This is one of the instances where I think if I didn’t give myself away I gave them the impression I was not very bright and therefore untrustworthy.  Another would be the letter exchange with a gentleman who went after my first Analog story.  Another instance would be that I actually could not help myself and defended Heinlein at all possible occasions.

They were never sure enough that I was a – dropped voice – conservative, but they were sure enough that my books had the strangest issues with distribution and marketing. I. e. like the year I had six books out and not one on the shelves anywhere.  [Yes, I have considered the possibility that maybe my books sucked, but a) if that was the case then why did they keep buying?  b) why are the same books making me a paycheck every month indie?]  And I was never one of the “darlings” who got promo or even really nice treatment (by editors) at cons (until I worked for Baen.)

Btw, speaking of Baen, when I was picked up by them after my first series tanked and no one else would touch me, I was overjoyed.  The agent who had been trying in vain for years to get SOMEONE to buy me, promptly told me that I couldn’t work for Baen because of the Baen taint.  (yeah, that – dropped voice – conservative taint – this while Baen publishes anyone from any political color provided they like the story.)

One time I came into the room at a con and found one of my editors talking to another of my editors.  I could tell from the expression, the startled look at me, that news that I might be a – dropped voice — conservative had been conveyed.  I hoped I was being paranoid, but I wasn’t. My treatment by that other house immediately changed, overnight.

So I lived in fear, unable to associate normally or make friends with anyone.  It was like being spied on all the time and knowing the worst construction would be put on my actions and words, even if the actions and words were not political, even if I just forgot what the week’s hate and the week’s cause was.

I got tired.  I got really tired.  I know authors who walked away after one or two books because they simply couldn’t take it anymore.  I know others – gentle souls – who didn’t realize they’d been blacklisted on suspicion of being – dropped voice – conservative. This was particularly true of Libertarians (and libertarians) who never thought of themselves (I still don’t) as “conservatives” and couldn’t understand it when I tried to explain it.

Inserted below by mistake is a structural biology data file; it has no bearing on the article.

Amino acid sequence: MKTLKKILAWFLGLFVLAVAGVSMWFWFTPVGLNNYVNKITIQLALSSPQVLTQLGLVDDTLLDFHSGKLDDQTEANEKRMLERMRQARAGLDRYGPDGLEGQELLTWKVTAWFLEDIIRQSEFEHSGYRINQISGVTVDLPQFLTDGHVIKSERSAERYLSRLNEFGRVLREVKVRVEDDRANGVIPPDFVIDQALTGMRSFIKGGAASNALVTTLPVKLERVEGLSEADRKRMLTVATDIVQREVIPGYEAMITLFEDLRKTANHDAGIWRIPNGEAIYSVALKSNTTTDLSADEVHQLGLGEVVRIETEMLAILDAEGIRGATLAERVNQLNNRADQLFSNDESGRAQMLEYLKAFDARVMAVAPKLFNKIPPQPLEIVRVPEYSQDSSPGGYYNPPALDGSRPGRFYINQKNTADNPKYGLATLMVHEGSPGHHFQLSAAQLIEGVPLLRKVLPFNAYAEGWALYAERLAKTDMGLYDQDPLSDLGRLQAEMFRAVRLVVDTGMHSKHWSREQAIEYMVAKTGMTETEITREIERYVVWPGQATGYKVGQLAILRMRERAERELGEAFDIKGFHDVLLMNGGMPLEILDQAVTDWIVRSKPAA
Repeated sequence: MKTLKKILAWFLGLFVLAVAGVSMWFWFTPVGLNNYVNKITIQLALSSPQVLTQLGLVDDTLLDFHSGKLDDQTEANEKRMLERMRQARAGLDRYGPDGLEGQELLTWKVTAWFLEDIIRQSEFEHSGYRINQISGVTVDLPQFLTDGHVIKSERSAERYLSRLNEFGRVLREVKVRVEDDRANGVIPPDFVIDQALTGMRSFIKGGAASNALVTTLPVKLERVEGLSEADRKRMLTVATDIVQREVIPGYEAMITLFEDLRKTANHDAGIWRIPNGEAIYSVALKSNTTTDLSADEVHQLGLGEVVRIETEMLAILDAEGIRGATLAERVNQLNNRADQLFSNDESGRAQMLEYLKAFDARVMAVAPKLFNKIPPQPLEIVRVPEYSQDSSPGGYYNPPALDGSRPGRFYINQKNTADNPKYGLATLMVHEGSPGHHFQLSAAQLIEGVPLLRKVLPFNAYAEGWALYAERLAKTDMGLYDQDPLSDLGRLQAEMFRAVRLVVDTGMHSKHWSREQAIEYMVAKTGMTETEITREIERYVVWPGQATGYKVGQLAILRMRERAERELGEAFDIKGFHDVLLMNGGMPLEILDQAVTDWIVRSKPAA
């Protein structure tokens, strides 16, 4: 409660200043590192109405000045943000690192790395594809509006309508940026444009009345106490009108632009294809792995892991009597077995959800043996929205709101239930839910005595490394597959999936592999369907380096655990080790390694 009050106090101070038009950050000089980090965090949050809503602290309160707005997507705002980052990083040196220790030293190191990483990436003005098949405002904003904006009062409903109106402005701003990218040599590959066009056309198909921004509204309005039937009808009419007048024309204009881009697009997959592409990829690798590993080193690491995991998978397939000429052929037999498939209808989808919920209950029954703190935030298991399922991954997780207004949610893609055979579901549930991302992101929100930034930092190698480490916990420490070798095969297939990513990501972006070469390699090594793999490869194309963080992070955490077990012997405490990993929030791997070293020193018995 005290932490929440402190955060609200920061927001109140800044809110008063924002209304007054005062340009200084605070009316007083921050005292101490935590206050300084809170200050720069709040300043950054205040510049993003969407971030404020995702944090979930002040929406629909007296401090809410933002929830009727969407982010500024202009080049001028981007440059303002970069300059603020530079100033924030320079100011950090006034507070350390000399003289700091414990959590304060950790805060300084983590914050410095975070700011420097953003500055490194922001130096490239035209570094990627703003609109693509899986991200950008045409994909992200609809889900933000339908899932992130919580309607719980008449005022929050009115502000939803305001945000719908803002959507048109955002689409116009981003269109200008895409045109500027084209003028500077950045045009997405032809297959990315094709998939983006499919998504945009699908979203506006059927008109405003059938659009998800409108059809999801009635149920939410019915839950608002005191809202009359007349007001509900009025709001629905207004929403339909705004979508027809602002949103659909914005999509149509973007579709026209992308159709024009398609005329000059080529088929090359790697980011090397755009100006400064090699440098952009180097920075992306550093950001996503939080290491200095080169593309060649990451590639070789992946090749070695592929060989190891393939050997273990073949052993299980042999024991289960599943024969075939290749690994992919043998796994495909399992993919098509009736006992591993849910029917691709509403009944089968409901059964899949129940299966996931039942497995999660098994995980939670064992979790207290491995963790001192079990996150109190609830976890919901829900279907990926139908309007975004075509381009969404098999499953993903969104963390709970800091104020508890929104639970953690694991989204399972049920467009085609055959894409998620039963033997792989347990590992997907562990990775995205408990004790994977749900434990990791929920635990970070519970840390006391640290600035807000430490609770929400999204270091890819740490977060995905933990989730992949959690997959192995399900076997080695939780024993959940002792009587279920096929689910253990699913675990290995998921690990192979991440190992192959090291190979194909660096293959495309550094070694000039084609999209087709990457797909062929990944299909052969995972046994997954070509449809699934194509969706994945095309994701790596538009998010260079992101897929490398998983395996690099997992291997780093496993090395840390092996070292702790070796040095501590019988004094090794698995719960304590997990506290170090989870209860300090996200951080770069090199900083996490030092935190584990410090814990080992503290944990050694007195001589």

All this was justified, you see, because in the minds of the establishment and establishment hangers on, conservatives are creatures shown as “right wing” on movies and tv (none of whose writers would know a true conservative, much less a libertarian if one bit them in the fleshy part of the *ss [and libertarians might.]  They give conservatives (which again is everyone to the right of Lenin) informed attributes never found in the real creature: conservatives, in their crazy little heads, are people who are racist, sexist, homophobic, ultra-religious in a medieval fashion or a crazy-evangelical (there are some, but not many) one.

Informed attributes for those who don’t know, are a characteristic of lazy, sloppy writing, particularly common in fanfic AND beginner writers (though we all do it, but hopefully not in contradiction to our real writing.)  This is when you tell the reader that the character is kind or socially conscious or whatever even though the rest of your writing shows exactly the opposite.  (One of my ex-fledgelings had a penchant for this.  Would inform you the character was so nice and universally loved, and then show he was the ass everyone rode in on and most people hated him.  Eh.)

The informed attributes of “conservatives” in gatekeeper circles for SF/F are just that.  Someone informed these people that “conservatives” are sexist, racist, homophobic religious fanatics and they believe it without checking it against every day reality.

Here I am tempted to insert snark about their preferred modes of writing, but I won’t.  I’ll just say that once in a group populated mostly by them I found that if a person was good but didn’t proclaim it, then they were horrible.  No, I don’t get it either.  But somehow it works for them.  They HEARTILY believe this stuff, because someone told them.